MELANIE: Yeah. It goes back to that relationship with food and just being able to get what you need from the grocery store without breaking the budget.
CAROLYN: Well interesting you should say the grocery store because thinking back to early days, and I worked with some indigenous people in Northern Canada and they didn't worry about losing weight. You know, as a dietitian, I concentrated on helping them eat enough food with the focus on eating foods that supported their overall health; foods that support their teeth, foods that support their joints and support their heart and support their brain. So it's what we call real food, right? Real nutrition; not dieting to lose weight. I concentrated on teaching people to eat more of the good foods. And in the north, a lot of the indigenous tribes up there still were hunting when I was working up there. So…
CAROLYN: Yeah, really. So they were eating off of the land. So we teach people how to eat nutrient-dense foods to support their overall health, which in turn, of course supports your metabolism. Because as you said earlier, your metabolism or your body is really, really smart. If you only give it 500 calories, it's going to slow down to support that 500 calories.
MELANIE: It’s trauma to your body.
CAROLYN: It is. So this is really what we do at Nutritional Weight and Wellness. We help teach our clients how to eat to support their health. And many times once our clients fix some of their health problems, what happen?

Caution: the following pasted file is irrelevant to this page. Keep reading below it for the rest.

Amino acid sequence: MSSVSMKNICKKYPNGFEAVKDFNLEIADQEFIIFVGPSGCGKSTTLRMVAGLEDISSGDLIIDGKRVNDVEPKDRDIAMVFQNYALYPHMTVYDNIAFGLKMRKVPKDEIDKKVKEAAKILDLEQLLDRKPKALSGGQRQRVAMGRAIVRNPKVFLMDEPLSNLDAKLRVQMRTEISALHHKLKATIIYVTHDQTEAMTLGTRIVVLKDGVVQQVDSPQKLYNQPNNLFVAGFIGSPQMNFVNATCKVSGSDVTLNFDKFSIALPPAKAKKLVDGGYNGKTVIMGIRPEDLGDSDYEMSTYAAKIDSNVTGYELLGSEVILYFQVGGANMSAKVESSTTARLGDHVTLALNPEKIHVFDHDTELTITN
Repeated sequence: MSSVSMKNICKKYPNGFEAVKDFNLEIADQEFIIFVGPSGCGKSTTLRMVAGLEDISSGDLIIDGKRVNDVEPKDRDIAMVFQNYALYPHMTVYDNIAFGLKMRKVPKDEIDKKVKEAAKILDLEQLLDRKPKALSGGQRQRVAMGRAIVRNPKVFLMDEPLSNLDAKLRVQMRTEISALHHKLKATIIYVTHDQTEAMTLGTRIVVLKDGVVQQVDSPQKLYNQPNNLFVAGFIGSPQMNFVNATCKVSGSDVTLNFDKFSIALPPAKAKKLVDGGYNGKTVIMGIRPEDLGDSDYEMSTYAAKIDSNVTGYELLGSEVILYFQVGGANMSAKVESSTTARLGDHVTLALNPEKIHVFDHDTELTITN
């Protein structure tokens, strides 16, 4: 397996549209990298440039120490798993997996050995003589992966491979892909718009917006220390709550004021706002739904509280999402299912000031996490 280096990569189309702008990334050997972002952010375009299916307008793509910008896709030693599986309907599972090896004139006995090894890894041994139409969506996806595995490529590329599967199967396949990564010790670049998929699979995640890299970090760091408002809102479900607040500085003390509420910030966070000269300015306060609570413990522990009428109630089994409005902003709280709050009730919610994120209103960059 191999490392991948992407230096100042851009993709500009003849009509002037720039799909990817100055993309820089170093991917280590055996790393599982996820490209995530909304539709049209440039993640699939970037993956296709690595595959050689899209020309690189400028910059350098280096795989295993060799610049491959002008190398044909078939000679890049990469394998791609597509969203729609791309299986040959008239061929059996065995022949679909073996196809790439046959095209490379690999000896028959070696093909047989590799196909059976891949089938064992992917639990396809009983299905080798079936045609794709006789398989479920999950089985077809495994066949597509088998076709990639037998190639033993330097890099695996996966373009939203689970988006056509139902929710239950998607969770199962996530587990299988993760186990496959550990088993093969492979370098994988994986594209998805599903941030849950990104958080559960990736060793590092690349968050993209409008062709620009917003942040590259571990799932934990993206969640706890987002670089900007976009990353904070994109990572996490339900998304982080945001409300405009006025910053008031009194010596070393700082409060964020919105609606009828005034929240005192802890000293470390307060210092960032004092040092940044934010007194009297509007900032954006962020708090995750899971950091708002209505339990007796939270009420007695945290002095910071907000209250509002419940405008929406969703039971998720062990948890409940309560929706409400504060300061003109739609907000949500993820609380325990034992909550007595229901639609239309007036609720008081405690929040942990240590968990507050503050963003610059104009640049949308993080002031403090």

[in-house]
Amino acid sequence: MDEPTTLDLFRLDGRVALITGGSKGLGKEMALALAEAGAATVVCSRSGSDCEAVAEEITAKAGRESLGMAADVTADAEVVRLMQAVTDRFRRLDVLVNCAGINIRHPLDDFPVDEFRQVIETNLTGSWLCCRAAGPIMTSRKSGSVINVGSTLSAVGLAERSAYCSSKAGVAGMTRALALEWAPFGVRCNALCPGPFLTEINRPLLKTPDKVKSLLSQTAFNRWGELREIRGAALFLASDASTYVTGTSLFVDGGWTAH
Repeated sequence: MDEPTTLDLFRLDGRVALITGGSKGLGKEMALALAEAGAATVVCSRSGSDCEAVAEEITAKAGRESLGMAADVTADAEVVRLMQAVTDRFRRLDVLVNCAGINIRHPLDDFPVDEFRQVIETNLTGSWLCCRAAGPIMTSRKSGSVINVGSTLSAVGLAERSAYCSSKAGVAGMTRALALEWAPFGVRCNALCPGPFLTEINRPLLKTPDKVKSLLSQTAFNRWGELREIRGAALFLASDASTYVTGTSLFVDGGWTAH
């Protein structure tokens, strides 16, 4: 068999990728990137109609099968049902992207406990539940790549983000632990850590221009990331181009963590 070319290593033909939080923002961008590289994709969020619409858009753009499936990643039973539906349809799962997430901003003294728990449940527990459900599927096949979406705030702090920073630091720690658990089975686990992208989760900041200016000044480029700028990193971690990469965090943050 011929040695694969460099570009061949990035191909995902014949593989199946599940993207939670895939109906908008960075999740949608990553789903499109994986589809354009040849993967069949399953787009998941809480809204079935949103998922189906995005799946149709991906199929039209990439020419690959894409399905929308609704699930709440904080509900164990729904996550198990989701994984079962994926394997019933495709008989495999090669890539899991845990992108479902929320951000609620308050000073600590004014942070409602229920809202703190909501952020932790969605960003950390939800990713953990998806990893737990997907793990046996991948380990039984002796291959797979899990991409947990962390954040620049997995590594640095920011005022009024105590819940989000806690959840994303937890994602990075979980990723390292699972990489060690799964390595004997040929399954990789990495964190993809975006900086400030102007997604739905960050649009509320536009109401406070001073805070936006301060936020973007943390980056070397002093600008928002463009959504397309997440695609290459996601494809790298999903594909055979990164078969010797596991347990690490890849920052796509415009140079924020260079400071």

MELANIE: Exactly. I think it's, it, the body knows what to do.
CAROLYN: They also fix the weight problems once they fix their health problems.
MELANIE: You know, Carolyn and that's so true. It brings to mind, I have a client and she came to me and her focus was her doctor had told her, “I need to get your A1C down.” Well the A1C is just a value that shows whether or not your blood sugar’s in a normal range. And hers was very high, which indicated that her blood sugars had been high for a period of time. And so her doctor said, “I can't perform this knee replacement on you until your A1C is down.” So that was her focus when she came to see me. That's what we focused on. So we did get her A1C down. We did get her blood sugars within normal. She was able to have her knee surgery and she healed beautifully from it. Here's what happened: as we focused on our overall health, her A1C came down. Her blood sugar came down and she could reach her goal of her surgery. All of her other values really improved: her cholesterol. And she dropped 50 pounds.